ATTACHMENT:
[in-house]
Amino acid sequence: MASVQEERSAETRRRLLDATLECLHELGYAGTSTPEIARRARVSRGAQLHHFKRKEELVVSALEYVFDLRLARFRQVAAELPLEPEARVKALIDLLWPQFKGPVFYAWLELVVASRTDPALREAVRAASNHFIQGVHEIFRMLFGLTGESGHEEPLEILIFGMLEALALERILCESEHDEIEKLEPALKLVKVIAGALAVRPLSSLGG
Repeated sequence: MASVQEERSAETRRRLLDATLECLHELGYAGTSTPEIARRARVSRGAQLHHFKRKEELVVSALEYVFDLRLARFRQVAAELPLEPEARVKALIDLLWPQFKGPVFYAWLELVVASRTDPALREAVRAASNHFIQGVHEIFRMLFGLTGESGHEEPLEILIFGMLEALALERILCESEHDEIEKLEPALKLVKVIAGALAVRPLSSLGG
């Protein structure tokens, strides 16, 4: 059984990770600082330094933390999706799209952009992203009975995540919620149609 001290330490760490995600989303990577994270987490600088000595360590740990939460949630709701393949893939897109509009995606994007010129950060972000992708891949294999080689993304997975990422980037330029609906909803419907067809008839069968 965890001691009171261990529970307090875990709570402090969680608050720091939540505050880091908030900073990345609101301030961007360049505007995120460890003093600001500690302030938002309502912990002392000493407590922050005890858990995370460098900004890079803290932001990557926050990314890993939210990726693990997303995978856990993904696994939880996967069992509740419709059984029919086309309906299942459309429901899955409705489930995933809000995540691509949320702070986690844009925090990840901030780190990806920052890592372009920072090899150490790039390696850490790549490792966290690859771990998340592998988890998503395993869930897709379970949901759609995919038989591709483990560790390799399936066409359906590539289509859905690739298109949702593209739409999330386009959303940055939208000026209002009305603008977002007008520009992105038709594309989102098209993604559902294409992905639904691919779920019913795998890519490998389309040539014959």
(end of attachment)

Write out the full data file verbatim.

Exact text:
[in-house]
Amino acid sequence: MASVQEERSAETRRRLLDATLECLHELGYAGTSTPEIARRARVSRGAQLHHFKRKEELVVSALEYVFDLRLARFRQVAAELPLEPEARVKALIDLLWPQFKGPVFYAWLELVVASRTDPALREAVRAASNHFIQGVHEIFRMLFGLTGESGHEEPLEILIFGMLEALALERILCESEHDEIEKLEPALKLVKVIAGALAVRPLSSLGG
Repeated sequence: MASVQEERSAETRRRLLDATLECLHELGYAGTSTPEIARRARVSRGAQLHHFKRKEELVVSALEYVFDLRLARFRQVAAELPLEPEARVKALIDLLWPQFKGPVFYAWLELVVASRTDPALREAVRAASNHFIQGVHEIFRMLFGLTGESGHEEPLEILIFGMLEALALERILCESEHDEIEKLEPALKLVKVIAGALAVRPLSSLGG
């Protein structure tokens, strides 16, 4: 059984990770600082330094933390999706799209952009992203009975995540919620149609 001290330490760490995600989303990577994270987490600088000595360590740990939460949630709701393949893939897109509009995606994007010129950060972000992708891949294999080689993304997975990422980037330029609906909803419907067809008839069968 965890001691009171261990529970307090875990709570402090969680608050720091939540505050880091908030900073990345609101301030961007360049505007995120460890003093600001500690302030938002309502912990002392000493407590922050005890858990995370460098900004890079803290932001990557926050990314890993939210990726693990997303995978856990993904696994939880996967069992509740419709059984029919086309309906299942459309429901899955409705489930995933809000995540691509949320702070986690844009925090990840901030780190990806920052890592372009920072090899150490790039390696850490790549490792966290690859771990998340592998988890998503395993869930897709379970949901759609995919038989591709483990560790390799399936066409359906590539289509859905690739298109949702593209739409999330386009959303940055939208000026209002009305603008977002007008520009992105038709594309989102098209993604559902294409992905639904691919779920019913795998890519490998389309040539014959």